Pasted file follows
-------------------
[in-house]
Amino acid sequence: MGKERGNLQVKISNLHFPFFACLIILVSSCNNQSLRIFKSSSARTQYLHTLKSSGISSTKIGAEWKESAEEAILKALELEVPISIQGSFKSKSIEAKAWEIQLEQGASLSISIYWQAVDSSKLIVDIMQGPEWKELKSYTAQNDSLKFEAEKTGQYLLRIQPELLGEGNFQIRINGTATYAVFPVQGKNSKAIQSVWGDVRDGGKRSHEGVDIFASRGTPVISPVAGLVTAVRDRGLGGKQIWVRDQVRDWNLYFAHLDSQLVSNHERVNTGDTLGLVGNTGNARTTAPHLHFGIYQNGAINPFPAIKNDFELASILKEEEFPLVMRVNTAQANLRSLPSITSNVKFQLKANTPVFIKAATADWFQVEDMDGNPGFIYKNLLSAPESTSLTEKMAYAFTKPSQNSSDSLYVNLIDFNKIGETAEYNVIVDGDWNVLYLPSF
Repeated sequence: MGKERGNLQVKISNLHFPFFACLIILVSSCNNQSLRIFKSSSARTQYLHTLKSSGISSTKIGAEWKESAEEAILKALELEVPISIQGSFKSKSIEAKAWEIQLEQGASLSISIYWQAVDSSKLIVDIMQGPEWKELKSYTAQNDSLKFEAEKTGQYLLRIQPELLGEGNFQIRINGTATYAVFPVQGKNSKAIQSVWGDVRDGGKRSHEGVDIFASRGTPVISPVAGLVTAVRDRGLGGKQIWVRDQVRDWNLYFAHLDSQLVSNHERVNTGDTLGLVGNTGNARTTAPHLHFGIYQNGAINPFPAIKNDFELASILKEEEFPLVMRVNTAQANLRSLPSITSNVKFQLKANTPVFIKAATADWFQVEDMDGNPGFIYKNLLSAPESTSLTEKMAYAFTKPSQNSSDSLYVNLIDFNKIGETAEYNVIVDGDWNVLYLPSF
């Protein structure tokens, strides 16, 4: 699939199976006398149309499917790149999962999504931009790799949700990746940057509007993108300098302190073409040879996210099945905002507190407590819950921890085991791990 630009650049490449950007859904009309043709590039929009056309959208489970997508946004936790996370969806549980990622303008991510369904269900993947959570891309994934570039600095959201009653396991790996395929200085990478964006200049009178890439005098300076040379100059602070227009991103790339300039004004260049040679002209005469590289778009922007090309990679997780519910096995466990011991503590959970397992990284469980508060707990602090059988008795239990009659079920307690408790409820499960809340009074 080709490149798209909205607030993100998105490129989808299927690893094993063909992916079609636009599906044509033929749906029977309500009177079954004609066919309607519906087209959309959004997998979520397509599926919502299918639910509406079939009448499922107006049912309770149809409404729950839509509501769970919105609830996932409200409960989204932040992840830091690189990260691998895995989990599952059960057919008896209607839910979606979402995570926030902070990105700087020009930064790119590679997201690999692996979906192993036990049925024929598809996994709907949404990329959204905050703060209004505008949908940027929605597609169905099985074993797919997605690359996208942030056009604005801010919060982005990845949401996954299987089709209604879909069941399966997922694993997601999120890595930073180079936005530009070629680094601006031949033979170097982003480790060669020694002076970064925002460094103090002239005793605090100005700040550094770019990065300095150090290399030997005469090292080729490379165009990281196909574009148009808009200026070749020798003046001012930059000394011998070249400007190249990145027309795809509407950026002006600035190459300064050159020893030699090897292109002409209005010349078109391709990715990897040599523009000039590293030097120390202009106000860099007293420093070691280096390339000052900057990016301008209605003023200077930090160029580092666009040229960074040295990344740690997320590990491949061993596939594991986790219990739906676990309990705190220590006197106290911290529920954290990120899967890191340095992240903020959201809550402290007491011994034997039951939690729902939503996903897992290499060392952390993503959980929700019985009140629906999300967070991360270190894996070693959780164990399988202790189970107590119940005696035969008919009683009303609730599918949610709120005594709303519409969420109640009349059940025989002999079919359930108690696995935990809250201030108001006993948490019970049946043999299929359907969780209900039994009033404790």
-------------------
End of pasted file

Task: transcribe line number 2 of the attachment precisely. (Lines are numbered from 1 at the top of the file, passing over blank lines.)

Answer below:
Amino acid sequence: MGKERGNLQVKISNLHFPFFACLIILVSSCNNQSLRIFKSSSARTQYLHTLKSSGISSTKIGAEWKESAEEAILKALELEVPISIQGSFKSKSIEAKAWEIQLEQGASLSISIYWQAVDSSKLIVDIMQGPEWKELKSYTAQNDSLKFEAEKTGQYLLRIQPELLGEGNFQIRINGTATYAVFPVQGKNSKAIQSVWGDVRDGGKRSHEGVDIFASRGTPVISPVAGLVTAVRDRGLGGKQIWVRDQVRDWNLYFAHLDSQLVSNHERVNTGDTLGLVGNTGNARTTAPHLHFGIYQNGAINPFPAIKNDFELASILKEEEFPLVMRVNTAQANLRSLPSITSNVKFQLKANTPVFIKAATADWFQVEDMDGNPGFIYKNLLSAPESTSLTEKMAYAFTKPSQNSSDSLYVNLIDFNKIGETAEYNVIVDGDWNVLYLPSF